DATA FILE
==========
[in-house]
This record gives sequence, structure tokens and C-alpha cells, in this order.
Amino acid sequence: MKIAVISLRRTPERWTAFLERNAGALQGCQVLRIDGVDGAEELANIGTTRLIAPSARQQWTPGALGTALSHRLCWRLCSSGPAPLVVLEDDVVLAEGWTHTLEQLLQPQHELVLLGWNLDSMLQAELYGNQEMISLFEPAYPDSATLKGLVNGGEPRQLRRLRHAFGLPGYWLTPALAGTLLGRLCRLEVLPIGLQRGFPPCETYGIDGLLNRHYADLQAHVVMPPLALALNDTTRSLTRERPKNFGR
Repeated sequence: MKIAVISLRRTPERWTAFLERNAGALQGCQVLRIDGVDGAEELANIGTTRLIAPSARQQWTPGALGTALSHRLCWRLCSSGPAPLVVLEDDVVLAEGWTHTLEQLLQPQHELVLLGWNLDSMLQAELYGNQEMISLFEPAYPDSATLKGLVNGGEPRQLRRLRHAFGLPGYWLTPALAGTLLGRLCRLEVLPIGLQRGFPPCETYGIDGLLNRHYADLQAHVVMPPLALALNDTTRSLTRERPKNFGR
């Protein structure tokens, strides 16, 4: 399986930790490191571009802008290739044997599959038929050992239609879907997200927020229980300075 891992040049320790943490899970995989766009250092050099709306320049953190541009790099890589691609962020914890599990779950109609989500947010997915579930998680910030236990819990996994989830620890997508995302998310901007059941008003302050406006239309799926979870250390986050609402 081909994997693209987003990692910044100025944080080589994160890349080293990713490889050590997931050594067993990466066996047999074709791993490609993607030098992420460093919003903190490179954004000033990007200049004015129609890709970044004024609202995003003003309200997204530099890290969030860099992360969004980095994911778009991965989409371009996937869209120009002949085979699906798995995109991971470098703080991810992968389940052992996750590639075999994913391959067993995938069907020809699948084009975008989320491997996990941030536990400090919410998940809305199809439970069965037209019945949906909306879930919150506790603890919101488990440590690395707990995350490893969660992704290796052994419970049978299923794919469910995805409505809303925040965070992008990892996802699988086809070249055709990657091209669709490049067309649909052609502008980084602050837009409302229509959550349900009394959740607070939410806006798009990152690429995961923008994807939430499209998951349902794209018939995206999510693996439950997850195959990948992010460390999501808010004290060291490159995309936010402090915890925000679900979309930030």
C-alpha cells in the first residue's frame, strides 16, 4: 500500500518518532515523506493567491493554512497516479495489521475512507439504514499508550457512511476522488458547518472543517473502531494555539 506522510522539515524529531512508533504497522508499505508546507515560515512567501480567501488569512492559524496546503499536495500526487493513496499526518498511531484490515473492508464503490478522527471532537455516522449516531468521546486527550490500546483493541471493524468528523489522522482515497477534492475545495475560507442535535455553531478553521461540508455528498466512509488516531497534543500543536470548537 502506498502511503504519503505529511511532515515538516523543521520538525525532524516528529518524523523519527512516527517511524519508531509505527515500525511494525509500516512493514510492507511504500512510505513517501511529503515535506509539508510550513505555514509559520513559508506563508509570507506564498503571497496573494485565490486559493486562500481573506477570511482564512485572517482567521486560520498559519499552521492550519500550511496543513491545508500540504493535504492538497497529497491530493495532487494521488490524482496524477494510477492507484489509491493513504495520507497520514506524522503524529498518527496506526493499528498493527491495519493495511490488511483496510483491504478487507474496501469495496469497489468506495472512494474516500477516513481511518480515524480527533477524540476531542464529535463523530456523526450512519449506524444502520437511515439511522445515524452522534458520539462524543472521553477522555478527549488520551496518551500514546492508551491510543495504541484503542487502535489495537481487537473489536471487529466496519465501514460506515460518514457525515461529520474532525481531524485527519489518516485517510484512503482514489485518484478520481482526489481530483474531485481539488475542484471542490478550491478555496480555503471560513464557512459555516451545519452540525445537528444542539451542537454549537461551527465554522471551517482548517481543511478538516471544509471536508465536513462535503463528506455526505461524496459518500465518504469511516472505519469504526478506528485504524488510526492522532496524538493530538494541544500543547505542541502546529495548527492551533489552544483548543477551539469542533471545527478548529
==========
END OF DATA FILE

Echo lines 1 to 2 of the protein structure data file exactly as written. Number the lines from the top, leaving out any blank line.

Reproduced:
[in-house]
This record gives sequence, structure tokens and C-alpha cells, in this order.